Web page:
By Emmett O’Connell
There are at least three different railroads that at one time or another transected Olympia, but are now gone. Each railroad bisects the history of Olympia and the region in interesting ways, showing how the waves of development crested and receded on our town.
Like my other recent piece on the last remaining railroads in Olympia, much of what I wrote here came from the deep resources provided by James Hannum, whose books I’ve linked to below.
The first, the Olympia and Tenino railroad, was the result of a community reaction to not being chosen as the terminus for a transcontinental railroad. Towns across Puget Sound jockeyed with each other in the 1870s, vying to become the most important commercial center in the Northwest, as it was seen the terminus would soon become.
The Northern Pacific eventually chose Tacoma, but Olympia boosters did not accept their fate, and ended up building a narrow gauge railroad of their own, opening for the first trains in 1878. The 15.5 mile road connected Olympia with longer regional railroads at Tenino, and changed ownership a handful of times before it was abandoned in 1916.
After coming up from the south, the line snaked through Tumwater (just east of Capitol Boulevard) and then through the Deschutes Canyon, and up the western shore of what is now Capitol Lake. The railroad’s main depot stood very near where 4th Avenue crosses the head of Budd Inlet now.
In the Tumwater Falls Park, you can still see remnants of the old rail line grade just uphill from the trail along the west side of the park.
The second, arguably most famous, of Olympia’s old rail lines, was the Olympia Power and Light’s trolley system. Constructed during the 1890s, the trolley system was operated by the area’s chief electric utility, the Olympia Power and Light Company. The OPL operated a hydroelectric facility at Tumwater Falls, which also marked the line’s southern terminus. That line mostly followed Capitol Way and Boulevard up to Olympia. Another east to west line ran from the westside neighborhood, across downtown and up to the east side, along 4th Avenue.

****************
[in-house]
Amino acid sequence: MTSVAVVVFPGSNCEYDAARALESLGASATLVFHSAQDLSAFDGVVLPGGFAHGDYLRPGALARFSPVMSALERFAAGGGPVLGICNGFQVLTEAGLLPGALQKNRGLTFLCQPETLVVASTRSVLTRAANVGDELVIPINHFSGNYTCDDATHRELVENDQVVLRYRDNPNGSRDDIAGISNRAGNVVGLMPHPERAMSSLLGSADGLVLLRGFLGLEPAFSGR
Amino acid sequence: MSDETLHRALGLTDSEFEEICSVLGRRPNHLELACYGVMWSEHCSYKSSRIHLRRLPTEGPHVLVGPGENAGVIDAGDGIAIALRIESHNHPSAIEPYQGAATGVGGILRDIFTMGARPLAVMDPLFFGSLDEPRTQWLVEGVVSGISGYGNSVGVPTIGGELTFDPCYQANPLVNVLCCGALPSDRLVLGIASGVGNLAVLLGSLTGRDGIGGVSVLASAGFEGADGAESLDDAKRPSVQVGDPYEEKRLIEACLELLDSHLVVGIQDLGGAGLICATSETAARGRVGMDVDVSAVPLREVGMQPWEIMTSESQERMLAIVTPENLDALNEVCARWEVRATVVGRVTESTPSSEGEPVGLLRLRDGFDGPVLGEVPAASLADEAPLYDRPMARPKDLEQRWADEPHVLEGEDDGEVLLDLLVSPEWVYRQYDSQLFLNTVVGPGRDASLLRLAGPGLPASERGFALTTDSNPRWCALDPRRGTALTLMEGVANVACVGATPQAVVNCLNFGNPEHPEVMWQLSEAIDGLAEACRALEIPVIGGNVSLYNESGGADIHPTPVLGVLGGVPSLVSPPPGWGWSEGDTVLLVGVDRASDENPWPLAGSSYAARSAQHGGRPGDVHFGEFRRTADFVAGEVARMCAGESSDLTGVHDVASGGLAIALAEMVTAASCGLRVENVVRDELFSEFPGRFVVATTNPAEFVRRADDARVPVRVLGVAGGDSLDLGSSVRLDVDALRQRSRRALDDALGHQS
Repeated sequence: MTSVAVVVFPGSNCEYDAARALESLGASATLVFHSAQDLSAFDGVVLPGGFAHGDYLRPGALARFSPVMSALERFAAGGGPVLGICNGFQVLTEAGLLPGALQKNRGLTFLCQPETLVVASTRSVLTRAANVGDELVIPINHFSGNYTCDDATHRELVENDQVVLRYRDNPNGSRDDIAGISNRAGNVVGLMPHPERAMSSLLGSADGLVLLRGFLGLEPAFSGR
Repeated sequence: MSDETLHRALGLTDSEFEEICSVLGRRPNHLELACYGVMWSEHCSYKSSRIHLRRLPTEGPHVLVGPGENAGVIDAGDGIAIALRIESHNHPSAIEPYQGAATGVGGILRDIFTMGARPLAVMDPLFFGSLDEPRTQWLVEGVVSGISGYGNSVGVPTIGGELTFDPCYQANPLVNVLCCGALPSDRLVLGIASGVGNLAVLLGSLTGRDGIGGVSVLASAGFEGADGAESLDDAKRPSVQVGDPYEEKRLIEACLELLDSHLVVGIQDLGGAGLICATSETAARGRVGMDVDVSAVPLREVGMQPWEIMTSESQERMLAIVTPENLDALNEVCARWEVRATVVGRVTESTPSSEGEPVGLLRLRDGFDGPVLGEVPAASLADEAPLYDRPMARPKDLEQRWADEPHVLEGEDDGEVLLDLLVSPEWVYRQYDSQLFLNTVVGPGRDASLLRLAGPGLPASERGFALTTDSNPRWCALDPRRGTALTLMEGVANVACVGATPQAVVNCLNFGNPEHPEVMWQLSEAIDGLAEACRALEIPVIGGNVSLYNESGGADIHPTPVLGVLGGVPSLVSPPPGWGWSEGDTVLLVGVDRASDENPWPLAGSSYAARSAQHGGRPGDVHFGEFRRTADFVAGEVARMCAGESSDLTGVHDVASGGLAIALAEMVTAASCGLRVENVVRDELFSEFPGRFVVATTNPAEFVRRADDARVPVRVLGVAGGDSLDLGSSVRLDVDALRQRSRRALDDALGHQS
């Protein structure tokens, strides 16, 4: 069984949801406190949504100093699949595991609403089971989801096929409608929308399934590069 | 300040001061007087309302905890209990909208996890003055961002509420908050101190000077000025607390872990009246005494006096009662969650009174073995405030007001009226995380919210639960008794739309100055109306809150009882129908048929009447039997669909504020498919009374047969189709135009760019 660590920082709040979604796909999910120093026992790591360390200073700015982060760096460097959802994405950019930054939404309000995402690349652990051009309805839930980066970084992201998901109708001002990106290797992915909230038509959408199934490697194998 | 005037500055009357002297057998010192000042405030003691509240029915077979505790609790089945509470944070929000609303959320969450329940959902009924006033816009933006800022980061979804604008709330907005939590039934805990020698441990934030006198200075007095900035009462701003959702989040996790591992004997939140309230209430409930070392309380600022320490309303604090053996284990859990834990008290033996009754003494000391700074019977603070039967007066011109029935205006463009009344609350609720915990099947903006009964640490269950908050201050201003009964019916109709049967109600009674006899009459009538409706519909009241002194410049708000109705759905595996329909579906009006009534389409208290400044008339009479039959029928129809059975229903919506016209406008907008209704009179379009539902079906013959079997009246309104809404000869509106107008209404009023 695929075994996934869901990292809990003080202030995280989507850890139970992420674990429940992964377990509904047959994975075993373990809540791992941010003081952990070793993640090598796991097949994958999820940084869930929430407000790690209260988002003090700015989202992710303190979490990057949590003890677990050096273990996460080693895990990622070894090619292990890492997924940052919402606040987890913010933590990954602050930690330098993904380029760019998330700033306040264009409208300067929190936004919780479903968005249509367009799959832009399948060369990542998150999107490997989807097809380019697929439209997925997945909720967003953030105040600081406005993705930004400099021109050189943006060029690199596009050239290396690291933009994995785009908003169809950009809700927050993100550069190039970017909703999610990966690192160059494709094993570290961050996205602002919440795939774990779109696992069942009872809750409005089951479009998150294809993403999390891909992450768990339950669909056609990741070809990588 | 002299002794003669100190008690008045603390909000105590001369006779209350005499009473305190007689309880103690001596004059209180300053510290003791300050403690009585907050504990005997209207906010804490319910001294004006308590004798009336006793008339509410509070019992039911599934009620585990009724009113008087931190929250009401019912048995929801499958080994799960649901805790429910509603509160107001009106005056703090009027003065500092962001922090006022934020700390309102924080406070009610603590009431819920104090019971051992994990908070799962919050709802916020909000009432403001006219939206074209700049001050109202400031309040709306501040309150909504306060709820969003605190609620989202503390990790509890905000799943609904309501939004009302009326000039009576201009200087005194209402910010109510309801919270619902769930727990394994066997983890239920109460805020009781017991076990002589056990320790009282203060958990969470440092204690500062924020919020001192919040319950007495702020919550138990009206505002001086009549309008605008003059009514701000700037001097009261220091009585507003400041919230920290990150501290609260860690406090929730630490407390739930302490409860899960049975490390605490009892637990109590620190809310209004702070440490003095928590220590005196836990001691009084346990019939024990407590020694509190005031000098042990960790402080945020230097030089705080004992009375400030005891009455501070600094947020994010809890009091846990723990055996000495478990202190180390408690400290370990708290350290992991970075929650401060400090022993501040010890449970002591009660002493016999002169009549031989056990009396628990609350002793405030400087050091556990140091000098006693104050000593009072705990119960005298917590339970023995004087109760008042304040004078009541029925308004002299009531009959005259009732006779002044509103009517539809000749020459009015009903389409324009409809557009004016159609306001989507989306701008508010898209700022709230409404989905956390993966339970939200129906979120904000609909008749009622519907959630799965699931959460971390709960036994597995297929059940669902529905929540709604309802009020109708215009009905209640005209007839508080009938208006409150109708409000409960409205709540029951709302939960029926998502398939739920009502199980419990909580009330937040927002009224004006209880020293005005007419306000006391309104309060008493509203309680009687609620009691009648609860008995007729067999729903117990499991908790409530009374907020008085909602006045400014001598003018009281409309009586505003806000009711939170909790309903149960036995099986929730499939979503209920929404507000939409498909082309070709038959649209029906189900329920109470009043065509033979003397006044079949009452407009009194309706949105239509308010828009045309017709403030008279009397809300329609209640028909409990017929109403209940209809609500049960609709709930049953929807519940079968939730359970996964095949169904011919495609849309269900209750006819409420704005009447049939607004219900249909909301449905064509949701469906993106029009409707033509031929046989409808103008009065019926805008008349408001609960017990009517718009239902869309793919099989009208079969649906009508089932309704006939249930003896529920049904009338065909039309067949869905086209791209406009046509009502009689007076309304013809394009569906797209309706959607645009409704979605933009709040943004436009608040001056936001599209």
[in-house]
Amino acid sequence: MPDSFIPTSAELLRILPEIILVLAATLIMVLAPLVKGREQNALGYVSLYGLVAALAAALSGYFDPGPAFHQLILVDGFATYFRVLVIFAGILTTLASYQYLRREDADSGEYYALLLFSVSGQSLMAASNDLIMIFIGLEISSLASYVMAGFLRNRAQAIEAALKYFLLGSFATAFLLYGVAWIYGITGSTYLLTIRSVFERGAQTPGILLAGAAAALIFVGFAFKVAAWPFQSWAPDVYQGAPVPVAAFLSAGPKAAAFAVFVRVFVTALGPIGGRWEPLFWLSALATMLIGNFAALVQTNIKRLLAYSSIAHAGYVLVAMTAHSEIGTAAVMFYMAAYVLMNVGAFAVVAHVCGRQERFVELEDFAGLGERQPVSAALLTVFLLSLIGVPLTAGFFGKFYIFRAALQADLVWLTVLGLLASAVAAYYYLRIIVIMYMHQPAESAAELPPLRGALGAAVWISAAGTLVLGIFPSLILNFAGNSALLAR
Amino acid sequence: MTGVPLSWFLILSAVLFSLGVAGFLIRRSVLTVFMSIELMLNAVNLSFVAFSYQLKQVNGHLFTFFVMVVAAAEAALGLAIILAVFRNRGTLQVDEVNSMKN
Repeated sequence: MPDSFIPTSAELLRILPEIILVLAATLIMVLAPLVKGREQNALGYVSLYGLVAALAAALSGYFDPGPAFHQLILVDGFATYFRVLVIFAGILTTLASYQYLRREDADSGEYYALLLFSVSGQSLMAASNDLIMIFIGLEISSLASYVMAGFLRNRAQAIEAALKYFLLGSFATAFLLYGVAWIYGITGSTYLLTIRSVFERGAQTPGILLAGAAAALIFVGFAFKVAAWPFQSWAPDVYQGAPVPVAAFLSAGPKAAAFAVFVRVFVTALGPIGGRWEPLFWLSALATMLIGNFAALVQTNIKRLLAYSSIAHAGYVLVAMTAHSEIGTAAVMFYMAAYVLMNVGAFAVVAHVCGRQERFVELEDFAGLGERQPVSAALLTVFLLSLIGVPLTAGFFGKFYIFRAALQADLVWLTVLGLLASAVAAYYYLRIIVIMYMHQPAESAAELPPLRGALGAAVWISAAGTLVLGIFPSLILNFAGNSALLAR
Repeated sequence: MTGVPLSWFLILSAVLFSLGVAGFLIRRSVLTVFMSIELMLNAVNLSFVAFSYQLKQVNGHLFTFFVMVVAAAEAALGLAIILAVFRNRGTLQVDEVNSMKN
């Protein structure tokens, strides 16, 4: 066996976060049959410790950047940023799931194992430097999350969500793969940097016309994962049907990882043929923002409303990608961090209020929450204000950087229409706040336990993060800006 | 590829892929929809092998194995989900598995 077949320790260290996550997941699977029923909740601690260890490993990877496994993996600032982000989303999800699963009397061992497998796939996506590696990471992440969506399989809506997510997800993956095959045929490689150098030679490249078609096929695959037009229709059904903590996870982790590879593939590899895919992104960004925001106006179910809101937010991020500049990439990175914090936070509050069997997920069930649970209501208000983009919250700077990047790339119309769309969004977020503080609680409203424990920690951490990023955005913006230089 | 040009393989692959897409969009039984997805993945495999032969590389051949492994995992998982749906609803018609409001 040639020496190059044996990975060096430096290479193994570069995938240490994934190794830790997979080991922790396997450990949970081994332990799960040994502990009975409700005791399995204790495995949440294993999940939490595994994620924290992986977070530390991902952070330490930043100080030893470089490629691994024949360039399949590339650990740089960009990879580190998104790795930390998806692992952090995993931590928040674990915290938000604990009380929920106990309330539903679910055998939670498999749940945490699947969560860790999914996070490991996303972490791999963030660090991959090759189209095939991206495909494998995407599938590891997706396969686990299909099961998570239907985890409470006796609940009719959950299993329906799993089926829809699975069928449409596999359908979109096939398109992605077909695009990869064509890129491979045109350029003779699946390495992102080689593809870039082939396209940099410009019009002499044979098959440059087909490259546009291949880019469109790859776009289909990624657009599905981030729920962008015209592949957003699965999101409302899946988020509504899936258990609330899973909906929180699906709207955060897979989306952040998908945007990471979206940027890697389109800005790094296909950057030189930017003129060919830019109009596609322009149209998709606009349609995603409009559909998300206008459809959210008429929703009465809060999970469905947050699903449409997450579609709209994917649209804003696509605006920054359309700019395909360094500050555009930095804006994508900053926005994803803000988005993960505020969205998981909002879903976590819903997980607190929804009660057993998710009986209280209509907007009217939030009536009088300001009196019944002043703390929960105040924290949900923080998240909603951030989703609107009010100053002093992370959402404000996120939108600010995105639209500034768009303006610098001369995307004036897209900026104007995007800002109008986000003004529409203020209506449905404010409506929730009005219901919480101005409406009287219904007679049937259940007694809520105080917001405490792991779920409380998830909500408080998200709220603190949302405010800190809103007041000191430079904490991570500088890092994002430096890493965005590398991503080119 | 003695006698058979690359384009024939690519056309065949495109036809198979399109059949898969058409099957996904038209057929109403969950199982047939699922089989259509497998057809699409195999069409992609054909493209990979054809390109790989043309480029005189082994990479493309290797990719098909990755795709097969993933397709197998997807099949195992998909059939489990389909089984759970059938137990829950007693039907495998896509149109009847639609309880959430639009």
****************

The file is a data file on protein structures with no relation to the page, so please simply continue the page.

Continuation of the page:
Like many interurban lines that were once common in Puget Sound cities, the Olympia trolley line fell into disrepair and lower ridership throughout the 1920s. The OPLC utility eventually sold, and the new owners shuttered the trolley in 1933. The transit system was taken up by what at the time were considered more modern buses.
The last rail line was a small logging railroad that snaked from the east side of Olympia near the old city hall to Chambers Lake. The Olympia and Mount Rainier Railroad did not come anywhere near Mount Rainier itself, but was a small logging railroad operated between for only about six years, between 1884 and 1890.
Isaac Chase Ellis had bought timberlands around the lake in the 1880s. When the logs were all cut down by 1890, Chase abandoned the railroad.
The rail line, which has a vertical descent of about 180 feet over three miles, used gravity to move logs from the woods that used to stand around Chambers Lake, to a log dump at Budd Inlet. This was also the time before the Swantown Slough was covered with fill, so Chase was able to reach saltwater with his logs without too much trouble. For loading the logs and for moving empty railcars back to Chambers Lake, Chase apparently used oxen.
Further Reading and Resources